The recent incidence of cutaneous melanoma of different thicknesses in the US is not well described.To evaluate recent patterns in the incidence of melanoma by tumor thickness and examine associations of sex, race and ethnicity, and socioeconomic status with melanoma thickness-specific incidence.This population-based cohort study analyzed data for 187?487 patients with a new diagnosis of invasive cutaneous melanoma from the Surveillance, Epidemiology, and End Results Registry from January 1, 2010, to December 31, 2018. The study was conducted from May 27 to December 29, 2021. Data were analyzed from June 21 to October 24, 2021.Age-adjusted incidence rates of melanoma were calculated by tumor thickness (categorized by Breslow thickness) and annual percentage change (APC) in incidence rates. Analyses were stratified by sex and race and ethnicity. The associations with socioeconomic status were evaluated in 134?359 patients diagnosed with melanoma from 2010 to 2016.This study included 187?487 patients with a median (IQR) age of 62 (52-72) years and 58.4% men. Melanoma incidence was higher in men compared with women across all tumor thickness groups. Individuals in lower socioeconomic status quintiles and members of minority groups were more likely to be diagnosed with thicker (T4) tumors (20.7% [169 of 816] among non-Hispanic Black patients, 11.2% [674 of 6042] among Hispanic patients, and 6.3% [10 774 of 170 155] among non-Hispanic White patients). Between 2010 and 2018, there was no significant increase in incidence of cutaneous melanoma across the full population (APC, 0.39%; 95% CI, -0.40% to 1.18%). The incidence of the thickest melanomas (T4, >4.0 mm) increased between 2010 and 2018, with an APC of 3.32% (95% CI, 2.06%-4.60%) overall, 2.50% (95% CI, 1.27%-3.73%) in men, and 4.64% (95% CI, 2.56%-6.75%) in women.In this population-based cohort study, the incidence of the thickest cutaneous melanoma tumors increased from 2010 to 2018, in contrast with the incidence patterns for thinner melanomas. The findings suggest potential stabilization of overall melanoma incidence rates in the US after nearly a century of continuous increase in incidence. Patients with low socioeconomic status and Hispanic patients were more likely to be diagnosed with thick melanoma. The continued rise in incidence of thick melanoma is unlikely to be attributable to overdiagnosis given the stability of thin melanoma rates.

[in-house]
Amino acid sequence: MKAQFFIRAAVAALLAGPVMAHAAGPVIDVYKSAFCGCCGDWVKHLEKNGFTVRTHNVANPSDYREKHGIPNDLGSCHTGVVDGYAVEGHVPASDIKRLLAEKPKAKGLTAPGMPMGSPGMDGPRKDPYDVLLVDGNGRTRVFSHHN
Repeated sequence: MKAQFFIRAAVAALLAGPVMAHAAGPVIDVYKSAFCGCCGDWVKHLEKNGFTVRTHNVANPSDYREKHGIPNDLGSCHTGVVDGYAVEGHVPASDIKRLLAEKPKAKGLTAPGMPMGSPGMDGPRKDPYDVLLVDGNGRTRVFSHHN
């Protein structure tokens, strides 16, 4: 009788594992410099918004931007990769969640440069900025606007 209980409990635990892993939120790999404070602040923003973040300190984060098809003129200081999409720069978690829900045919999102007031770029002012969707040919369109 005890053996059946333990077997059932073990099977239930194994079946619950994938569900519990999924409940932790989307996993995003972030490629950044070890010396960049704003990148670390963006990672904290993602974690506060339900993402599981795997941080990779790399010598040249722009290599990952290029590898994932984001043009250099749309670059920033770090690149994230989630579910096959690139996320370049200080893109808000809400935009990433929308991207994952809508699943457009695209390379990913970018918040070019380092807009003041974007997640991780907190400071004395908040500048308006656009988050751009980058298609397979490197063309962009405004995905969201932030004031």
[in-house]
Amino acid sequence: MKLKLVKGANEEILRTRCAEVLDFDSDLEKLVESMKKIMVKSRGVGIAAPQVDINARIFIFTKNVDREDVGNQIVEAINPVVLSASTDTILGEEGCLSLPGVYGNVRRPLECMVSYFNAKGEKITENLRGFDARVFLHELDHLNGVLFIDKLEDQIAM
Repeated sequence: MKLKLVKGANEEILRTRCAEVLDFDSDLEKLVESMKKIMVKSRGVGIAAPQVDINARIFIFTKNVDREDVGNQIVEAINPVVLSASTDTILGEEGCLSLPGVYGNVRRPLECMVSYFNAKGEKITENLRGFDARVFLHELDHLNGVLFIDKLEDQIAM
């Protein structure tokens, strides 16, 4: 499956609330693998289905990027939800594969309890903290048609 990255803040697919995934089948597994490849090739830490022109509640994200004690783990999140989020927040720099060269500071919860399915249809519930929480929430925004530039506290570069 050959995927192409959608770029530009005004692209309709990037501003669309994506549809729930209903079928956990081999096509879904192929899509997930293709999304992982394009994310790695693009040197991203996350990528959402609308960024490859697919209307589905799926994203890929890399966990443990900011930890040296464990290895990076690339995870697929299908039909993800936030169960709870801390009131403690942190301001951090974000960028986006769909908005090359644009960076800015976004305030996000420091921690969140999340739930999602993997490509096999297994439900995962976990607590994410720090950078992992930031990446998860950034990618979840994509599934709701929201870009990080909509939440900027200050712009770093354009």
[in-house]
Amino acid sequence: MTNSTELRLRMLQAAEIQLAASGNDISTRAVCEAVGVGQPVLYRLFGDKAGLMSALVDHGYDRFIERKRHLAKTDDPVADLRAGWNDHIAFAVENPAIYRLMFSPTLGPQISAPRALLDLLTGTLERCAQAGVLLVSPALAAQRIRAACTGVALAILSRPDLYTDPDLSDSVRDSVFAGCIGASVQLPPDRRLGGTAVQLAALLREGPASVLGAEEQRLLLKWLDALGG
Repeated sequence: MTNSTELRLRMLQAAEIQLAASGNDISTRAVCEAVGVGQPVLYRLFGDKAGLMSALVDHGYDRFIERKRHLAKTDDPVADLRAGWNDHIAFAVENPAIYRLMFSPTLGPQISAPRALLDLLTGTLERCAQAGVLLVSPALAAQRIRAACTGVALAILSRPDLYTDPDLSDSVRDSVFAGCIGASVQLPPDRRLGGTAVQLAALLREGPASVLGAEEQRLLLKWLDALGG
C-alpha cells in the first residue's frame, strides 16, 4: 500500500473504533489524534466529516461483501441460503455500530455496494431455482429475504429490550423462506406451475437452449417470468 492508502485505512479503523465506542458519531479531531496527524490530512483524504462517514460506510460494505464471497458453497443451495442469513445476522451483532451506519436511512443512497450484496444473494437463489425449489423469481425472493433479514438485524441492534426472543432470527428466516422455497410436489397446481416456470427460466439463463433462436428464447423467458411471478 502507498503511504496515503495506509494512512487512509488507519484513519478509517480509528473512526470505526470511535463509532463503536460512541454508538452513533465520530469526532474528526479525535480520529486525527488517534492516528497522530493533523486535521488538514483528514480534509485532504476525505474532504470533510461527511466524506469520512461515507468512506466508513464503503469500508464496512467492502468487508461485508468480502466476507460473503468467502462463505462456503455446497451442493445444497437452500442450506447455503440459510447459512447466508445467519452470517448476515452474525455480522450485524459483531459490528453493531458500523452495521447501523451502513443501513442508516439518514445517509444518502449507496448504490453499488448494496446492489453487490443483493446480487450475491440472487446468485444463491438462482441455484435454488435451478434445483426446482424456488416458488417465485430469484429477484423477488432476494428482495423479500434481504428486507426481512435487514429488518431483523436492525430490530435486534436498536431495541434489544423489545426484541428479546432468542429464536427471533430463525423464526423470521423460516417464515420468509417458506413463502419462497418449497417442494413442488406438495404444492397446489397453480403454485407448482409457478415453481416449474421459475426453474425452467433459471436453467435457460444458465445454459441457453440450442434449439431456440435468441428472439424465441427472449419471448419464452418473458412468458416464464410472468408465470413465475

View details for DOI 10.1001/jamaoncol.2022.0134
View details for PubMedID 35323844